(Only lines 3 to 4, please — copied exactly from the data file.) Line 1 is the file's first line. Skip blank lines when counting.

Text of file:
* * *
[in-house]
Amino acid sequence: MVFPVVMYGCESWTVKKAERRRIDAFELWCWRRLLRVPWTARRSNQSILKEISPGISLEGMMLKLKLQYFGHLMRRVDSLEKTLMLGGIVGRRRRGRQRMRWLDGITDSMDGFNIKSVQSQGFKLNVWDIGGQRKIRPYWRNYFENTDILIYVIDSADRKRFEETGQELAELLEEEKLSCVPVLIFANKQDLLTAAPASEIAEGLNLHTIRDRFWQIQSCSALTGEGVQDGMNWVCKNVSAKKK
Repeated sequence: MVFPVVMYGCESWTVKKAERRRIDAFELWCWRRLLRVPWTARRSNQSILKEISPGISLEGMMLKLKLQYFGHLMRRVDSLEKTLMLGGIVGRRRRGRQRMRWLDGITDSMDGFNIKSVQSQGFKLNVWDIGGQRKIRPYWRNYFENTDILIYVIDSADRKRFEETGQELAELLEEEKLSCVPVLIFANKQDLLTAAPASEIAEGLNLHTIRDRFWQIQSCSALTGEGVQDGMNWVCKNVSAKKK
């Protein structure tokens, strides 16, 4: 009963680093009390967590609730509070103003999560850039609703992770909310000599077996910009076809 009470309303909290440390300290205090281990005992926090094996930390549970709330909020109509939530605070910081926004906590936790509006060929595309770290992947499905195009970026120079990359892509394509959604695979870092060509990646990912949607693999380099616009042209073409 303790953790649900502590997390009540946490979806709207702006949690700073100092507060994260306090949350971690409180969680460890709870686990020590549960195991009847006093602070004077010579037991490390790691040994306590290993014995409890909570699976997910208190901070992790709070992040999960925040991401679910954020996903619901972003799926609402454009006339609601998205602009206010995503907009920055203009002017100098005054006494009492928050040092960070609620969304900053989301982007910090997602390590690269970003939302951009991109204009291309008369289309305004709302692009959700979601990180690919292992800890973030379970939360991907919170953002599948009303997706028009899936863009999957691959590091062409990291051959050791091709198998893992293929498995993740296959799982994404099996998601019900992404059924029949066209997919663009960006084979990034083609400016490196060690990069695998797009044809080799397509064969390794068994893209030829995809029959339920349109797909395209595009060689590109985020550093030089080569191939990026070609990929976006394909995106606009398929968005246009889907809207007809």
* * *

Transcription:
Repeated sequence: MVFPVVMYGCESWTVKKAERRRIDAFELWCWRRLLRVPWTARRSNQSILKEISPGISLEGMMLKLKLQYFGHLMRRVDSLEKTLMLGGIVGRRRRGRQRMRWLDGITDSMDGFNIKSVQSQGFKLNVWDIGGQRKIRPYWRNYFENTDILIYVIDSADRKRFEETGQELAELLEEEKLSCVPVLIFANKQDLLTAAPASEIAEGLNLHTIRDRFWQIQSCSALTGEGVQDGMNWVCKNVSAKKK
């Protein structure tokens, strides 16, 4: 009963680093009390967590609730509070103003999560850039609703992770909310000599077996910009076809 009470309303909290440390300290205090281990005992926090094996930390549970709330909020109509939530605070910081926004906590936790509006060929595309770290992947499905195009970026120079990359892509394509959604695979870092060509990646990912949607693999380099616009042209073409 303790953790649900502590997390009540946490979806709207702006949690700073100092507060994260306090949350971690409180969680460890709870686990020590549960195991009847006093602070004077010579037991490390790691040994306590290993014995409890909570699976997910208190901070992790709070992040999960925040991401679910954020996903619901972003799926609402454009006339609601998205602009206010995503907009920055203009002017100098005054006494009492928050040092960070609620969304900053989301982007910090997602390590690269970003939302951009991109204009291309008369289309305004709302692009959700979601990180690919292992800890973030379970939360991907919170953002599948009303997706028009899936863009999957691959590091062409990291051959050791091709198998893992293929498995993740296959799982994404099996998601019900992404059924029949066209997919663009960006084979990034083609400016490196060690990069695998797009044809080799397509064969390794068994893209030829995809029959339920349109797909395209595009060689590109985020550093030089080569191939990026070609990929976006394909995106606009398929968005246009889907809207007809």